Plus, two years is not that much, both Zito and Rowand are off the books now, and if we are going to overpay someone and get subpar performance, I would rather do it with Lincecum than, say, one of the underwhelming free agents available.   Particularly since we could conceivably get that value back in 2015 by having him be a super-reliever.  I don't see any of the free agents capable of shifting over to relieving great for us.

And that is another reason to overbid for Lincecum rather than dip the toes into the free agent market for a player in the same salary range.  There is no compelling free agent out there, each one has their particular wart or three, just like Lincecum. So why not pay a little more for Lincecum, he at least has the reliever option and he does appear to be close to doing well over a full season, particularly since he's now studying batters with Posey before games, which he seems to have started doing mid-season at some point.  All that mitigates the risk of signing him to such a large contract, though it does not obviate it.   It is clearly a big risk, a big bet.  Only time will tell if Sabean (and the owners) made the right decision or not.

And this is a typical Sabean move, overpay a bit (I thought that two years at $14M per was the max, at the moment, plus bonuses to push the second year to the $20-22M range if he started well in 2014, which would bring him to the $35M range too, I guess) in order to have your birds in the hand, so that you can bid for other players without being leveraged in the negotiations by the other side.  Had he not signed Pence and Lincecum, the team would have been in a more desperate position, particularly if they had lost Pence, and the agents for the free agents will negotiate harder against Sabean, as he would have been viewed as needing to get replacements.  Now they can work on getting Lopez signed (probably 2 years, $6M per), and then focus on their main off-season purchase, a middle rotation starter to help fill out the starting rotation, leaving Vogelsong, Gaudin, Petit, and others to fight for the last starting spot. 

And I'm still not sure what is happening with Vogelsong.  There was no open commitment to bringing him back for use, only a commit to not screw with him by DFAing him and then renegotiating a deal.  Either they think he's worth that option, or they just get rid of him (though perhaps with minor league invite as a loophole on that).

So a big overpay, but I'm happy he's still a Giant, and here's where the Giants scouts and coaches need to earn their pay.


  1. Latest news has it at $17M in 2014 and $18M in 2015. I would think there are some bonuses related to Cy Young and what not.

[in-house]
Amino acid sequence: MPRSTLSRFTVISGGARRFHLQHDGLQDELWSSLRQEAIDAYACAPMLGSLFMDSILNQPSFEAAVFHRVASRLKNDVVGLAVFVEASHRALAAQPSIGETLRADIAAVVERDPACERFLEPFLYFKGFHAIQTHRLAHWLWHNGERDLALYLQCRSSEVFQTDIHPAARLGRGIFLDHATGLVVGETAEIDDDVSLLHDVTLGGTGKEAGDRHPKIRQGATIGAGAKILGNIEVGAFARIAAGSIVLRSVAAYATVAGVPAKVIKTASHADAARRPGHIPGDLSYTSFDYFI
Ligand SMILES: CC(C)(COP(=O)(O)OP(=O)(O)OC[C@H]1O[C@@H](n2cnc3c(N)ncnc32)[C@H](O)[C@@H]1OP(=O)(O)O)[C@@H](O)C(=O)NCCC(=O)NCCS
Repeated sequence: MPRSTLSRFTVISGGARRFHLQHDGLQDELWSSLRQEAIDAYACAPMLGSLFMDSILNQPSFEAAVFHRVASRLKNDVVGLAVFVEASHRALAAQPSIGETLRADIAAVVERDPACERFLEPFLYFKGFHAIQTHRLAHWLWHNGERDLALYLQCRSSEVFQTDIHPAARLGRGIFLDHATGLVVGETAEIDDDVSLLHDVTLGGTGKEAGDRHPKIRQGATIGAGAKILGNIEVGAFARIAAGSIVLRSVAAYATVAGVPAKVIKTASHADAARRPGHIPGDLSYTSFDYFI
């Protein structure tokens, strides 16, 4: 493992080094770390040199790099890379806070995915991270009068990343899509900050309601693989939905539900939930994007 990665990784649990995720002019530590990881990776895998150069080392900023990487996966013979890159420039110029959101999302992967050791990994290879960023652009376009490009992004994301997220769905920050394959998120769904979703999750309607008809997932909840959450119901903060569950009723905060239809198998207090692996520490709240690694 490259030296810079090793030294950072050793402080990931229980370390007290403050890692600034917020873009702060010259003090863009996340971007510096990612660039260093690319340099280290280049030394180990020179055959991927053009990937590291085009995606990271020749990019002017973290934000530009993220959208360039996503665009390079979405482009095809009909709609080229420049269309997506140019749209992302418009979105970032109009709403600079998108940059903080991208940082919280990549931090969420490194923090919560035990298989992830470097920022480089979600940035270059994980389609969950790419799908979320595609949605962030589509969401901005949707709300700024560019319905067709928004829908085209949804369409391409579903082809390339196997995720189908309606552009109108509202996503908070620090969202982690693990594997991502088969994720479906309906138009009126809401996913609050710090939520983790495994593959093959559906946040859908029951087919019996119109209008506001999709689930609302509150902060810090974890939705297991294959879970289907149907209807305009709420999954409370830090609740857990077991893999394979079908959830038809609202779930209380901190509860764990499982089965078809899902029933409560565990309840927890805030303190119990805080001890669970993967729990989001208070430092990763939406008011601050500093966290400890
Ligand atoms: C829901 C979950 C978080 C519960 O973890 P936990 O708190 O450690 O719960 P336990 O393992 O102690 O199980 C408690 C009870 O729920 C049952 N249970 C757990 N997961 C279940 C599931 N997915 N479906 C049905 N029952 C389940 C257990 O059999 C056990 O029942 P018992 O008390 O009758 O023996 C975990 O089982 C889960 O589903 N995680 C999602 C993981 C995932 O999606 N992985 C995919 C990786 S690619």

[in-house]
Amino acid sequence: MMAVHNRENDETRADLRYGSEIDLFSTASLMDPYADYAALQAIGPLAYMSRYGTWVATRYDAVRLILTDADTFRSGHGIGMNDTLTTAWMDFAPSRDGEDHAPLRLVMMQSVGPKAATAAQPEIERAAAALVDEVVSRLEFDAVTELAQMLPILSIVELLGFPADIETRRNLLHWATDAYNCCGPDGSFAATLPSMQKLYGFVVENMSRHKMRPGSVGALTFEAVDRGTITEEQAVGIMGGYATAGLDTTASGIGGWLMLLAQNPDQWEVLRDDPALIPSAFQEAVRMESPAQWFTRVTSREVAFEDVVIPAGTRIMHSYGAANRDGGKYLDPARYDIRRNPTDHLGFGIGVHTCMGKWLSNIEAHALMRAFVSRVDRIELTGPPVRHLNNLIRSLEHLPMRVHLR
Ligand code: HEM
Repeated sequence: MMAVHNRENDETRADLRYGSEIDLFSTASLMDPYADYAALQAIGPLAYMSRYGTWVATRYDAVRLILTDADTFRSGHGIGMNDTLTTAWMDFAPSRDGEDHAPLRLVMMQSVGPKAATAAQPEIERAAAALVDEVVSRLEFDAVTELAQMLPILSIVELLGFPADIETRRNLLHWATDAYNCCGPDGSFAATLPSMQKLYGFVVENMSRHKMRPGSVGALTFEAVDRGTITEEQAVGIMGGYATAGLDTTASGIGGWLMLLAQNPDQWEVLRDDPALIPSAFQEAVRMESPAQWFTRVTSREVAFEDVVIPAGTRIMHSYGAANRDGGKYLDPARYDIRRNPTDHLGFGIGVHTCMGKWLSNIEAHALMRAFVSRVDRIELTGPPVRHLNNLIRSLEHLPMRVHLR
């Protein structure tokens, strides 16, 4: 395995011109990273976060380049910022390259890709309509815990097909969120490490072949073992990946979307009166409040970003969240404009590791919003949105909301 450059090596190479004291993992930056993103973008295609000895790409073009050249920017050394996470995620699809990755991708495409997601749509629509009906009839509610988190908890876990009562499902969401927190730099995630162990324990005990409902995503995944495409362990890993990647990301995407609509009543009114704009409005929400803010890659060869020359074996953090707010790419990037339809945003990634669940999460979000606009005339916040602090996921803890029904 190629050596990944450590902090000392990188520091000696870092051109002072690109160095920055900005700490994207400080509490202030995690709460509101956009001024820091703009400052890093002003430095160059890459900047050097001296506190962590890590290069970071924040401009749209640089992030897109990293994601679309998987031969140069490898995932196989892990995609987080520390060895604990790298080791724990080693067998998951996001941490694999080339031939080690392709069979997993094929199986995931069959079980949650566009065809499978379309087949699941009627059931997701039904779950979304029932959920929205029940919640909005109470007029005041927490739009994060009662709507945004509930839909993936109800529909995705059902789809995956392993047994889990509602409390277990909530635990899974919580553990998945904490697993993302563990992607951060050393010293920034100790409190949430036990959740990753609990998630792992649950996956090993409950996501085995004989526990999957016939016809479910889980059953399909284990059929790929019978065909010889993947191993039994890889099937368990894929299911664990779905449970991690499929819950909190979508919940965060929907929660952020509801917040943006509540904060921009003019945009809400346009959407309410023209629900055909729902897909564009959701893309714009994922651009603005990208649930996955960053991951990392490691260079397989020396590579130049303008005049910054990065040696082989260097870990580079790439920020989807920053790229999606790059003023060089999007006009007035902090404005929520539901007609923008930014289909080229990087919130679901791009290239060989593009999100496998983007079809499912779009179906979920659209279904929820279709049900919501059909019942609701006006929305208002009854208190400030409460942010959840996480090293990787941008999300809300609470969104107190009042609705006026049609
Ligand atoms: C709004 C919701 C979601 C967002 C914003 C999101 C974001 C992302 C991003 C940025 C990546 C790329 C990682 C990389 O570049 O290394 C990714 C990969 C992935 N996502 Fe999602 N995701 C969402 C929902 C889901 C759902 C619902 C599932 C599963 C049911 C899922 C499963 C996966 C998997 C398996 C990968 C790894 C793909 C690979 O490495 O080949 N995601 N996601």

Schulman noted that 13 inherited runners scored of 20 by relievers, or 65%, vs. 28% average for the league, and Baggarly calculated that to drop his ERA to 4.00 or about 40 points. Applying that to the numbers I calculated for how well he pitched at the end of the season drops the ERA there to the low 3's to mid 3's, which is where he would return the value relative to his cost.

    Deal is looking better with these notes, but still, it's like the Bonds deal, Lincecum is going to have to deliver big to generate the value to match what he's being paid. Still, not so huge an overpay - much like Pence - to be too mad over it, and given the market for RF and SP, who knows if the bidding might not get heated and boil over anyway.

    Plus, Lincecum wanted to return, for the fans, for the familiarity, so there's that too.

  2. Very nice summary. Looks like the Giants acted decisively to retain their guy after looking at the FA market, the possible cost of the draft pick to get somebody good (with warts) and looking at what Timmy is uniquely worth to them in marketing dollars.

    You have to break him gently off of the 22MM, you can't just offer the QO or tell him to go pound sand. He'll bounce out and check things out. And as we sussed out... Agent Ned is in the weeds!

    It will depend on him, continuing to evolve as a pitcher instead of a thrower. There are signs that can happen. Its a big risk, but it should be fun to see!

    And the Giants improved their negotiating position significantly to continue to look for pitching. I hope they go big of course! But that is a crapshoot, even if they bid large on Tanaka he might choose another team if they do switch the process to the top 3 teams bids, which they are heavily rumored to be doing.

    1. Thanks for the comment, good points.

      One of the complaints I read about the contract is that the Giants don't know what was out there in the free agent market awaiting Tim, and I would disagree. To your point, Agent Ned is out there, and we Giants fans recall when he jumped all over Jason Schmidt and gave up basically the same contract (more if I remember right), I think it was a two year, $18M+ per contract. And with endless money, a love for all ex-Giants, particularly ones who the Giants are still hoping to re-sign, the Bridegrooms, given that Schmidt history, is the wild card that most probably will be played.

      Sure, I would have preferred a lower contract, but per your good point, there was some pride involved for Lincecum, at which point, that's quibbling over a few millions over the QO. Given how well he had played for us before and extra value we got out of him when he was pre-arb, if I'm going to take that chance, may as well take it with him and not one of the free agents, as you wrote, makes a lot of sense, good point.